FALSE Home educated young people can obtain qualifications if and when it suits them. Many young people will make the choice to attend school to gain qualifications, some will complete qualifications at home, and others will go straight into college or university
7. Parents who home educate need to be teachers
FALSE Parents need no formal qualifications to home educate. Parents and children learn together through home educating. Parents do not need to hold all the knowledge to pass onto their children, only to know how to help their children find out what they want to know. For this reason, when home educated children enter formal education they are usually motivated to learn and more able than their peers to direct their own learning.
8. It is expensive to home educate
FALSE Home education is as cheap or expensive as you want it to be. You can purchase expensive curriculums, books and e-learning packages. However, there are many resources available to home educators for free or at minimal cost. By making use of local resources like museums, libraries, parks and leisure centres, it is possible to home educate at very little cost. Home educators also save money on school uniforms and by going on holiday in school term-time.
9. You have to follow school hours and a timetable
FALSE No timetable, set school hours or curriculum is required to home educate. Some families choose to work in this way but many do not. Home educating means children can learn in ways and at times that work best for them. If children are more receptive to learning in the evenings you can adjust to suit. Bedtimes and get-up times can be adjusted to suit and, more crucially, at an adolescent-friendly time for teenagers whose biological clocks shift at the start of puberty. Even if you want to keep your child’s education in line with the school curriculum, being able to give your children one to one attention means that you can get through work far more quickly than a teacher with a large class, leaving lots of time for interest-based learning and fun activities.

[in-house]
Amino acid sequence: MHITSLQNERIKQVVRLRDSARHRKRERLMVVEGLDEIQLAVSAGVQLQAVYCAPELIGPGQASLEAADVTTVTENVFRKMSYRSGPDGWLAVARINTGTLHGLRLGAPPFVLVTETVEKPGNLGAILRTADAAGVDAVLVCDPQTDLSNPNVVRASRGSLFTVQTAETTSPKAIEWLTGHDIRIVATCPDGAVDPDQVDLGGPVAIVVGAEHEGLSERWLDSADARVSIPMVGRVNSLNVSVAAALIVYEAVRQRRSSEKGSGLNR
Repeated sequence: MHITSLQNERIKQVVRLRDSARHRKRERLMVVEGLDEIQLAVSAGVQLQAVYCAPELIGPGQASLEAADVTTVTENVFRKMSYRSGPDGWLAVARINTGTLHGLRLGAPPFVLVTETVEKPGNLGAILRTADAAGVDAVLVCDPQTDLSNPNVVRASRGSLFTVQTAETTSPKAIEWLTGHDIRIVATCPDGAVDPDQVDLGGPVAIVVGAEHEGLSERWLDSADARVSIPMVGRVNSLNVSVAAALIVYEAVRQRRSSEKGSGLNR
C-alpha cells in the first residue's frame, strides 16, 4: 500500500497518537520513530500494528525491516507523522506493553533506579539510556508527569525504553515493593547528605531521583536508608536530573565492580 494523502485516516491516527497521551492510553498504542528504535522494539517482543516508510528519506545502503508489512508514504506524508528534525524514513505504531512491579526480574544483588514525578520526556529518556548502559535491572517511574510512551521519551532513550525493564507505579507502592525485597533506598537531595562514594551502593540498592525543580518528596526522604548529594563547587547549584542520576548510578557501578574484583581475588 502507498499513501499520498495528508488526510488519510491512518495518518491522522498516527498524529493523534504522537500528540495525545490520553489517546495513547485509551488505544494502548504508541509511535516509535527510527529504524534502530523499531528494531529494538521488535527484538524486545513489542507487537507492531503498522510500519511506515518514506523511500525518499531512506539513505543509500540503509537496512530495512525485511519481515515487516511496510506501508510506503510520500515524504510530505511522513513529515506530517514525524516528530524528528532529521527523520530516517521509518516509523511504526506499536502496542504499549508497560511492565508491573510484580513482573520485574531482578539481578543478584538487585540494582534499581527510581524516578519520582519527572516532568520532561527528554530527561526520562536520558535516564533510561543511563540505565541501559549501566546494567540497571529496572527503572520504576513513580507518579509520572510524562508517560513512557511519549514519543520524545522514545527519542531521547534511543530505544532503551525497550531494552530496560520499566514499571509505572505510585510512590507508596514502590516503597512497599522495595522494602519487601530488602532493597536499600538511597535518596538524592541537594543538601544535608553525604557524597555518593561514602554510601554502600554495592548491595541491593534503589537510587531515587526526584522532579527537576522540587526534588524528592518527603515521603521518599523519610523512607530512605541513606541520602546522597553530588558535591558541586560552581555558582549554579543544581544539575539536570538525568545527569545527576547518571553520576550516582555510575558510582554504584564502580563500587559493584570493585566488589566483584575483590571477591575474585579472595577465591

10. Only children who have struggled at school are home educated
FALSE Children are home educated for many reasons. Many parents choose home education because they want the flexibility that it allows them. There’s no countdown to the start and finish of the school holidays, with the inevitable holiday price hikes. Families are free to travel when it suits them and for as long as they wish. Many parents are aware of the struggles that the education system is facing and don’t want to put their children into what they see to be a ‘failing system’. Many children are home educated due to school issues such as bullying or unmet additional support needs. Some families also home educate to allow their children to follow their dreams in sports or the arts. Many families start home educating as they believe children simply start school too young and wish to avoid this pressure. Home education is a proven, highly successful alternative to school. Research shows that home educated children do better academically and socially than their schooled counterparts, especially if they come from poorer backgrounds.